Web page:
The PD-1 antibody patent litigation, globally filed in
Japan, the United States and Europe, came to an end with a
Summary of the case
According to the press releases of Ono pharmaceutical and
Bristol-Myers Squibb, as well as others, the facts are as
Ono and Professor Tasuku Honjo (distinguished professor at
Kyoto University) are co-patentees of a patent for an invention
entitled "An immunopotentiative composition" (JP 4409430,
Patent No. 1), and a patent for an invention entitled
"monoclonal antibody" (JP 5159730, Patent No. 2).
Claim 1 of Patent No. 1 is as follows.
An agent for treatment of melanoma comprising a PD-1
antibody as an active ingredient, the agent having effect of
suppressing proliferation or metastasis of melanoma in
Claim 1 of Patent No. 2 is as follows.
An agent for treatment of cancer comprising a PD-1 antibody
as an active ingredient, the agent having effect of suppressing
proliferation of cancer cells in vivo (except for an agent for
treatment of melanoma).
On October 24 2016, Ono and Professor Honjo filed a lawsuit
seeking an injunction for patent infringement at the Tokyo
District Court on the basis of infringement of Patent No. 1 and
No. 2 against Merck Sharp & Dohme (MSD), which obtained a
manufacturing and marketing approval of Keytruda®
(pembrolizumab MK-3475) on September 28 2016.
The European and US patents corresponding to Patent No. 1
and No. 2 are licensed to Bristol-Myers Squibb (BMS), and
lawsuits based on such patents are pending in Europe as well as
in the US. Furthermore, Ono and BMS have announced that they do
not seek a judicial decision on sales suspension of
Keytruda® in these lawsuits, if the litigant parties make
an agreement to pay appropriate consideration including
royalties or if such order is made by the court, taking into
consideration the characteristics of this type of therapy
helping patients' lives. They will take such an approach in
this lawsuit as well.
On January 21 2017, Ono issued a press release stating that
Ono and BMS entered into a settlement and licence agreement
with Merck (US) and its associated companies.
They reached the following agreements:
Ono and BMS allow sales of Merck's Keytruda® after
recognising validity of their use patents and product
Merck makes an initial payment of $625 million to Ono and
BMS, and pays ongoing royalties on global sales of Keytruda of
6.5 % from January 1 2017 until December 31 2023, and 2.5 %
from January 1 2024 until December 31 2026.
The initial payment and royalties will be shared between BMS
and Ono in a 75/25 per cent allocation, respectively.
By this settlement, all global patent infringement
litigation against Merck's sale of Keytruda® was ended.
"Bristol-Myers Squibb and Ono's agreement with Merck
protects our scientific discoveries and validates the strong
intellectual property rights we secured as the early innovators
in the science of PD-1, a key mechanism in Immuno-Oncology that
has proven to have transformational impact in cancer care,"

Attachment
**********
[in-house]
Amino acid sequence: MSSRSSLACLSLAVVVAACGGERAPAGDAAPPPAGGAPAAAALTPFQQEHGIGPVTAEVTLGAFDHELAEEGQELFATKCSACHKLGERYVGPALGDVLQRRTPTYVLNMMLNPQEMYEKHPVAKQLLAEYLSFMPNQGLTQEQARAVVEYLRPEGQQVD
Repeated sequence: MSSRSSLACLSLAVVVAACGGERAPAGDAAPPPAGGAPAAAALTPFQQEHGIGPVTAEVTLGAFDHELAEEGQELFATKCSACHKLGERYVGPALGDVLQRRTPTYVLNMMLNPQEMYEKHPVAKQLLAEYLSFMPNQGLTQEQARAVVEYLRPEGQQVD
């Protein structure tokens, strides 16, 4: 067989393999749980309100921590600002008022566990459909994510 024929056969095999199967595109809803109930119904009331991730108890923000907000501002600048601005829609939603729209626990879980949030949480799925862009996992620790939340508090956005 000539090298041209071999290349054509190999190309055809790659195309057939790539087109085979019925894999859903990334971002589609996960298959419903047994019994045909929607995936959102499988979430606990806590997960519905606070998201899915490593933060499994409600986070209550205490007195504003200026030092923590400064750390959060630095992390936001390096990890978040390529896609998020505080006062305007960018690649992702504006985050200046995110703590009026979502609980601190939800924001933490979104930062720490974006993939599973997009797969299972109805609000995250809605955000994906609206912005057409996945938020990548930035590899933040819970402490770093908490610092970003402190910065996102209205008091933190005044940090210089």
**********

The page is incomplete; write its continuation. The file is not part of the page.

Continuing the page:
says Giovanni Caforio, M.D., chief executive officer, BMS.
"Today's agreement is also a good decision for patients as it
supports the continuation of ongoing research and maintains
access to anti-PD-1 therapies for cancer patients around the
The attempt of cancer treatment to step on the accelerator
of immunity has not succeeded. In contrast, the cancer
immunotherapy with PD-1 inhibitors, which prevents the brakes
from being applied to immunity, is a breakthrough because it is
highly likely to be effective against various kind of cancers,
cancers are less likely to recur, since it is effective for a
long period after administration is stopped and its mechanism
is to activate the immune system without attacking cancer cells
directly, therefore side effects are less severe, if any.
After a generation of the therapy with PD-1 antibody, cancer
treatment has turned a significant corner. "We're at the point
where we've discovered the cancer equivalent of penicillin,"
says Dan Chen, head of cancer at Genentech (Andy Coghlan,
Closing in on Cancer, New Scientist, March 5 2016). A
generation of antibiotics overcame infections in the 20th
century, now in the 21st century, there is a possibility that
cancers will be cured by immunotherapy with PD-1 inhibitors.
Professor Honjo was awarded the Nobel Prize in Physiology or
Medicine 2018 due to this achievement.
This litigation was withdrawn about three months after
filing, and the trial did not proceed substantially. MSD has
not yet obtained a manufacturing and marketing approval for the
products with "unresectable advanced or recurrent non-small
cell lung cancer" effectiveness and efficacy among MSD's
products, and argued that since those with "unresectable
melanoma" effectiveness and efficacy have not yet been included
in the NHI price listing, there is no likelihood of
infringement, therefore, there is no benefit in a suit. MSD
argued that there is no urgency or necessity for the resolution
of the dispute by a lawsuit for demand of an injunction, since
Ono etc. have announced that they will not seek a judicial
decision on sales suspension of MSD's product, if appropriate
consideration is paid by MSD. This is a case where the
significance of pharmaceutical companies' existence, whose
mission is to save patients, was questioned in patent
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